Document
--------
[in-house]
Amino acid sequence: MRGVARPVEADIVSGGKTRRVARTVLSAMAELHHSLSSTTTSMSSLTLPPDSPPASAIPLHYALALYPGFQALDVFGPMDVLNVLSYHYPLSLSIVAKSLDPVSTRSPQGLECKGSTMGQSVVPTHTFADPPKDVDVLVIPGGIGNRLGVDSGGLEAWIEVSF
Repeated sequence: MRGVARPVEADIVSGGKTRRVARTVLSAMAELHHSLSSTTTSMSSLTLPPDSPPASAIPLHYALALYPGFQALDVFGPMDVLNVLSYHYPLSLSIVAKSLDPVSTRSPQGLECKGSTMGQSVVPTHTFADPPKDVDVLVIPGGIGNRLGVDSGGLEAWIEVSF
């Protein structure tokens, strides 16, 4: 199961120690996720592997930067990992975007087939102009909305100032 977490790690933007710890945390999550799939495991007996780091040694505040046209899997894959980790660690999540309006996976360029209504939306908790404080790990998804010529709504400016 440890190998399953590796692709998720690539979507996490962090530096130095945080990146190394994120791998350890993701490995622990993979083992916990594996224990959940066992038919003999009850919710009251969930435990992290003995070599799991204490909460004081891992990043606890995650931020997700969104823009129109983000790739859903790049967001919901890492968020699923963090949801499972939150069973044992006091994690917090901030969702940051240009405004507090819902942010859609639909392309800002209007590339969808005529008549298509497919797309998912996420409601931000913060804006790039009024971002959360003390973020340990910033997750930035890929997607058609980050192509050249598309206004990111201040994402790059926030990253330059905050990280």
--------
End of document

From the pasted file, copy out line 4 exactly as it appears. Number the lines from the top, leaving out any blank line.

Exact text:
């Protein structure tokens, strides 16, 4: 199961120690996720592997930067990992975007087939102009909305100032 977490790690933007710890945390999550799939495991007996780091040694505040046209899997894959980790660690999540309006996976360029209504939306908790404080790990998804010529709504400016 440890190998399953590796692709998720690539979507996490962090530096130095945080990146190394994120791998350890993701490995622990993979083992916990594996224990959940066992038919003999009850919710009251969930435990992290003995070599799991204490909460004081891992990043606890995650931020997700969104823009129109983000790739859903790049967001919901890492968020699923963090949801499972939150069973044992006091994690917090901030969702940051240009405004507090819902942010859609639909392309800002209007590339969808005529008549298509497919797309998912996420409601931000913060804006790039009024971002959360003390973020340990910033997750930035890929997607058609980050192509050249598309206004990111201040994402790059926030990253330059905050990280």